Mantle Cell Lymphoma

Potential Breakthroughs Lie Ahead for Mantle Cell Lymphoma Patients

by Mackenzie Gignac

Mantle Cell Lymphoma (MCL) is one of the more uncommon types of blood cancers and accounts only for 5-10% of all types of Non-Hodgkin Lymphomas. MCL is an incurable type of Lymphoma. However, it differs from other types of incurable Lymphomas as it grows relatively quickly. Most other fast-growing (dangerous) Lymphomas are curable. On the other hand, slow-growing Lymphomas are incurable but not dangerous. Unfortunately, MCL generally is both incurable and dangerous. However, hope may be on the horizon for patients that are suffering from MCL.

Chris Kavadas has experienced two types of MCL treatment, standard chemotherapy + Stem Cell (bone marrow) transplant and the potential new MCL treatment, oral “targeted therapy” tablets. The first signs of his MCL were discovered in 2012 when Chris was 47 years old.

Chris said he first noticed something was off when he was experiencing teary eyes constantly. As a tradesman, Chris initially brushed it off to his profession. Finally, after 8 months and no relief, Chris scheduled an appointment with an ophthalmologist who immediately noticed an irregularity on the inside of his eyelid. This led her to order a biopsy which revealed that Chris had MCL.

The same day Chris’s ophthalmologist booked him to see a haematologist. The realisation of a cancer diagnosis hit him all at once, ‘I was sort of unaware of what she was talking about, but basically life changed when she said I would have to do chemo sessions,’ recalls Chris.

Chris’s haematologist at the time decided to put him on the strongest dose of conventional chemotherapy available, Hyper-CVAD. Because MCL is an incurable and deadly blood cancer this option is considered the standard of care in patients who are deemed fit enough to withstand it.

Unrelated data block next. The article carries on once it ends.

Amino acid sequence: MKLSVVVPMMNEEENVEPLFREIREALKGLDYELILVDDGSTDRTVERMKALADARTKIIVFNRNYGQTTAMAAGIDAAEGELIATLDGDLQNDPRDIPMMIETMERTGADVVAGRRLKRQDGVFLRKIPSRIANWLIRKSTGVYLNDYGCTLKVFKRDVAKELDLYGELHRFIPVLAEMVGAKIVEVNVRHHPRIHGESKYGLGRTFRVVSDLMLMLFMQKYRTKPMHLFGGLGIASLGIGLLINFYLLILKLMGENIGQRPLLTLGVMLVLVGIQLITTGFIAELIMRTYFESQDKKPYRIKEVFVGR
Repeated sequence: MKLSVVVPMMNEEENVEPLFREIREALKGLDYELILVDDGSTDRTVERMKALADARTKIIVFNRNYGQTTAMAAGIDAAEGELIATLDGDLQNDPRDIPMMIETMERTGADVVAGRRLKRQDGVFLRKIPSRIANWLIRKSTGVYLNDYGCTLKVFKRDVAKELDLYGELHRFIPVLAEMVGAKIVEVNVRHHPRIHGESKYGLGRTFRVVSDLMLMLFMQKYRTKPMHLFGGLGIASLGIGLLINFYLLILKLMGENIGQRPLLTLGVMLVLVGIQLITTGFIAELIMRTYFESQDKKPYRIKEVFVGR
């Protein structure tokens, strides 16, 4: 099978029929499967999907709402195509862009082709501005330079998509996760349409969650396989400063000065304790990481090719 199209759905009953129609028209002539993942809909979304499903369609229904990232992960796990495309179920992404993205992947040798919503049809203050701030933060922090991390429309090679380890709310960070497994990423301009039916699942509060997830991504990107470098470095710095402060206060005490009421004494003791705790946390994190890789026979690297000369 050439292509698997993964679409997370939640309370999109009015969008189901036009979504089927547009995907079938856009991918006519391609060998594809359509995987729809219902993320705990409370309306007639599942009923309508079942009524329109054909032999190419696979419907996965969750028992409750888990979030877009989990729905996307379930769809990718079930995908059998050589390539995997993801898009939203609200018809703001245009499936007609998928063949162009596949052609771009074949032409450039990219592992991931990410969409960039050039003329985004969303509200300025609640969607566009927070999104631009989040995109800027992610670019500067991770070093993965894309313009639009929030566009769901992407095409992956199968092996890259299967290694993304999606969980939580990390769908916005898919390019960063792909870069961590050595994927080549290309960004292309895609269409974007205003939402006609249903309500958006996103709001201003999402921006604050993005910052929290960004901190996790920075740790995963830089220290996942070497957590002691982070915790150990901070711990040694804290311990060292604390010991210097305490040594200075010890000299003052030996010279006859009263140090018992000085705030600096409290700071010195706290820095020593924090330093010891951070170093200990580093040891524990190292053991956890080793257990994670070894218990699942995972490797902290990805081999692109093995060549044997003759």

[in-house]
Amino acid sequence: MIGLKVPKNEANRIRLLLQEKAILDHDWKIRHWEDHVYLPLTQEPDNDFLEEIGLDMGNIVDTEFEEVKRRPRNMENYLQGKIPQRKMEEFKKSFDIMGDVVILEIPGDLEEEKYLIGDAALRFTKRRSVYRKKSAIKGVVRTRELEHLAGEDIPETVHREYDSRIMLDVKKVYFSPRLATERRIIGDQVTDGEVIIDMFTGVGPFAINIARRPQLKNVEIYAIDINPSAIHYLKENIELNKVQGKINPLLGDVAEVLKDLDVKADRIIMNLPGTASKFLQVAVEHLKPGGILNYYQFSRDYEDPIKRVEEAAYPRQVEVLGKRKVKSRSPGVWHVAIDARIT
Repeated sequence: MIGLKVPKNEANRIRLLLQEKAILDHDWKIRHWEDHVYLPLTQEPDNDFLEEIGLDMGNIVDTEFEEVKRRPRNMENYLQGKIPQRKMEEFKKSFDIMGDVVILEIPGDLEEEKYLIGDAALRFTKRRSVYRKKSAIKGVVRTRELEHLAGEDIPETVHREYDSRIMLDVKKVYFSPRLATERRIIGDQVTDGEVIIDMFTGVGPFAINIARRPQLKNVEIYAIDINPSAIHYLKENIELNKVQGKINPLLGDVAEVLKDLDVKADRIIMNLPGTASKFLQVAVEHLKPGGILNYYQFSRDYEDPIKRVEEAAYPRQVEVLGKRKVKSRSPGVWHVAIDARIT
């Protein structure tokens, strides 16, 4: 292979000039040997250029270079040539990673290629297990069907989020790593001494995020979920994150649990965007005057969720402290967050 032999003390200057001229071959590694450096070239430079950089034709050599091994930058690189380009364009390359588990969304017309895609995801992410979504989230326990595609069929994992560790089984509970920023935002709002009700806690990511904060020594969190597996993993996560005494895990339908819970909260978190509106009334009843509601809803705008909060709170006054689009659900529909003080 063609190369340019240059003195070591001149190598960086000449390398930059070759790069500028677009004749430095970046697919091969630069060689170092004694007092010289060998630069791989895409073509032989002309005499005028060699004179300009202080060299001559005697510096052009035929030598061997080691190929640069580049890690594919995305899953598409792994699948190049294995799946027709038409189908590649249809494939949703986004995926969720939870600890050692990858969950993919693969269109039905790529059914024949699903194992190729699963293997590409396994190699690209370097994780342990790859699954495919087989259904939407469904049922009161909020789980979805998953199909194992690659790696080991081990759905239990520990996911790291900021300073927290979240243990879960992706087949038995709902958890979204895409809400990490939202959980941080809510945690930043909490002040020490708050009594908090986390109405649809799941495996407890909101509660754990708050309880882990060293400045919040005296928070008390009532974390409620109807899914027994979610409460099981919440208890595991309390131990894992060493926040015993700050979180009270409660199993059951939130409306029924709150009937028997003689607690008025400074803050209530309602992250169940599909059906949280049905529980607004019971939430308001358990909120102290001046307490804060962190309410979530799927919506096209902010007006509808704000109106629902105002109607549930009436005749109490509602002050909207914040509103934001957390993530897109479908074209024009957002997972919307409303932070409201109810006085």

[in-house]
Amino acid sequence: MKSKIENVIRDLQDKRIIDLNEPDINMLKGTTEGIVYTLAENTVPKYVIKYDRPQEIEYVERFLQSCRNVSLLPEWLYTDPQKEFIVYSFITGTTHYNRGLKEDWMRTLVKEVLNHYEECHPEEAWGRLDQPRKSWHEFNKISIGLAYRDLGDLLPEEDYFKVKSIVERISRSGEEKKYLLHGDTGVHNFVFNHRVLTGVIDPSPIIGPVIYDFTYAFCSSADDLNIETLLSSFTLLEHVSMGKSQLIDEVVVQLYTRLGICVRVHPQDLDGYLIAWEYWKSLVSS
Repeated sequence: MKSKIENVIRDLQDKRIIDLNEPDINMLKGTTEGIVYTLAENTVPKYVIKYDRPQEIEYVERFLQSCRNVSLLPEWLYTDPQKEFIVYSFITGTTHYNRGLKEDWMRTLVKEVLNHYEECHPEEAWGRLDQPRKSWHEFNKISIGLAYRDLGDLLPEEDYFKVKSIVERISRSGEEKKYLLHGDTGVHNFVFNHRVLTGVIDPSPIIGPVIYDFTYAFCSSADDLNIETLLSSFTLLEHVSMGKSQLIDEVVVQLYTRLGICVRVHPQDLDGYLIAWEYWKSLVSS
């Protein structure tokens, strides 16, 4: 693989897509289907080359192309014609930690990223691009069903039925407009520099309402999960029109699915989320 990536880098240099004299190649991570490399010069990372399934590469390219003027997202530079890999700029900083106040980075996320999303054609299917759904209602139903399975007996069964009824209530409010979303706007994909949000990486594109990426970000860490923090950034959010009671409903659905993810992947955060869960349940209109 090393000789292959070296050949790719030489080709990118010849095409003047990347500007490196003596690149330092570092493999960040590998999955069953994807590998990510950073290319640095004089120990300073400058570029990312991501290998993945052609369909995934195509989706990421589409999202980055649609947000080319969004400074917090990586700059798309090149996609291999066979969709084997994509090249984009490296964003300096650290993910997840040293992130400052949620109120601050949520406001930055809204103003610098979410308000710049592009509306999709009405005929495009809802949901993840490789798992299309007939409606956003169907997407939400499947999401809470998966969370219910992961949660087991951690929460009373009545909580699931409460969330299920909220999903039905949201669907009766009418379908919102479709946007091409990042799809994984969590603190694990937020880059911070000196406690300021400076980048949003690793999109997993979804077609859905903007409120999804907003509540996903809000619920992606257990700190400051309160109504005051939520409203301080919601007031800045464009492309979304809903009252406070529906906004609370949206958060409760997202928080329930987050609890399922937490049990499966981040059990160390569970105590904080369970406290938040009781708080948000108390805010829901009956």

Although Chris handled the initial chemotherapy well eventually it started to take a toll when it got to the second half of the treatment with the bone marrow stem cell transplant. ‘I was strong enough for the standard chemotherapy and I did take it, but when I had the stem cell transplant that was a little bit different. That changed things,’ said Chris.

After the first round of chemotherapy, Chris had to have his stem cells extracted through an apheresis machine. This process involves needle injections in the stomach to stimulate release of stem cells from the bone marrow, which are then collected by “washing” the blood through a machine.

The first half of chemo wore Chris’s body down and weakened his immune system, it left him to deal with pretty intense side effects after his stem cell transfusion. ‘For a few weeks I had nausea, high fevers and hallucinations. I also had a tingling in my legs and a little bit in my hands due to the chemo I was taking,’ said Chris.

The effects from the second round of chemo were stronger because Chris’s immune system had to be wiped out in order to put the new stem cells into his body. His immune system was so weak that he had to be isolated from other patients in the chemotherapy ward. ‘I was put into a special room where the doctors and my family was coming in with full hazmat suits with gloves and masks. That was probably the most difficult time for me.’